# Continuous Logistic Map

1. Feb 12, 2006

### Tom Piper

2. Feb 13, 2006

### HallsofIvy

The corresponding continuous system would be.
$$\frac{dx}{dt}= rx(1- x)$$
where x is a continuous function of t.

3. Feb 13, 2006

### saltydog

I wish to clarify something: The continuous counterpart of the logistic equation is not chaotic. It turns out that in order to find chaos in continuous systems, we need to consider at least a three-dimensional system. Such as the Rossler System:

$$x^{'}=-(y+z)$$

$$y^{'}=x+ay$$

$$z^{'}=b+xz-cz$$

or the Lorenz system.

Hey Tom, have you ever studied these two systems? Have you drawn a Feigenbaum plot for either? I hope you have Peitgen's book, "Chaos and Fractals". That's a good reference.

4. Feb 14, 2006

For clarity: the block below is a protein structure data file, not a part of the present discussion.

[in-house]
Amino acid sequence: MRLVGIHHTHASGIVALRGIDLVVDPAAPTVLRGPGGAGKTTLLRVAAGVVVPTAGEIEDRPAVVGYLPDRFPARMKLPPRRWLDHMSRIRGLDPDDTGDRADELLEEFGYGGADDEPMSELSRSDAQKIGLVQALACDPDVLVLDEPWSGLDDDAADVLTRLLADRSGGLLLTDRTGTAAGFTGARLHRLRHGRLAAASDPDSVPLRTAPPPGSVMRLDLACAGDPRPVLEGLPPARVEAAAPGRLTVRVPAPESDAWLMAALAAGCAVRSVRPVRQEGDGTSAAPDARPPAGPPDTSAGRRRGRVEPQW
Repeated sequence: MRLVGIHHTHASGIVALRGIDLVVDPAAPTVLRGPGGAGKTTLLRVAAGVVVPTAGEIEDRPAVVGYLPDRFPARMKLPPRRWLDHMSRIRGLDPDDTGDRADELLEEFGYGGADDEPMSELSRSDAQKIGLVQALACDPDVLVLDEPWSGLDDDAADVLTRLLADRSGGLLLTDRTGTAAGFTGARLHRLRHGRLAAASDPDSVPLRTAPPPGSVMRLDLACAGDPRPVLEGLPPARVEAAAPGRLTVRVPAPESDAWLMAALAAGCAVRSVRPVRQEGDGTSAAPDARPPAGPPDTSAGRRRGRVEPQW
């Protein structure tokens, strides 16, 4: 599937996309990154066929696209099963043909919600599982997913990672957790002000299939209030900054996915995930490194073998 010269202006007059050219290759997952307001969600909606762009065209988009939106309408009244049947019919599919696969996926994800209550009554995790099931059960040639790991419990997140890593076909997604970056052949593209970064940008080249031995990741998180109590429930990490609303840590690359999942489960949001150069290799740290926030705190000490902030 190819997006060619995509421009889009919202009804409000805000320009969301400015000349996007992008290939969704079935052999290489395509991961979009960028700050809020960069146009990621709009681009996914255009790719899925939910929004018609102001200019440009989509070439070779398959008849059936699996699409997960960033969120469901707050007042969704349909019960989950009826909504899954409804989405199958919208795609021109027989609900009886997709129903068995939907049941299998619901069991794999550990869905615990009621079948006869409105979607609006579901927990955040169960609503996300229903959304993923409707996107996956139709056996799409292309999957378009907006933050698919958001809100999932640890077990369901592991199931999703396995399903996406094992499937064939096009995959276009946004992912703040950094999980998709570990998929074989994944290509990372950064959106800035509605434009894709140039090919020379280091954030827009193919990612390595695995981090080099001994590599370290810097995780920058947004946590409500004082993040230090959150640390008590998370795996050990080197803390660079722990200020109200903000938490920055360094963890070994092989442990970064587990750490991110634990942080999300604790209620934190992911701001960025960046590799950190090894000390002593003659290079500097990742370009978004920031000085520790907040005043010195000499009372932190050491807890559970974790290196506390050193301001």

### Tom Piper

The "translation" I got is;
dx/dt = 0
dy/dt = 1
(Do you think they are too simple?) Although the solution of above differential equations is a line in two dimensional Euclidean space, the solution in the following quotient space;
http://geocities.com/tontokohirorin/mathematics/moduloid/fig12.jpg
is thought to have chaotic behaviour.

5. Feb 14, 2006

### saltydog

Yep, yep, that's not happening for me. When in doubt . . . Mathworld . . . Quotient Space . . . still didn't happen for me. You got me Tom. And that diagram your cited, what is that? Anyway, I'm not clear at all what a quotient space is and how it can model chaotic behavior. Might you provide a concrete example with pictures. Yea, pictures . . . that would be nice.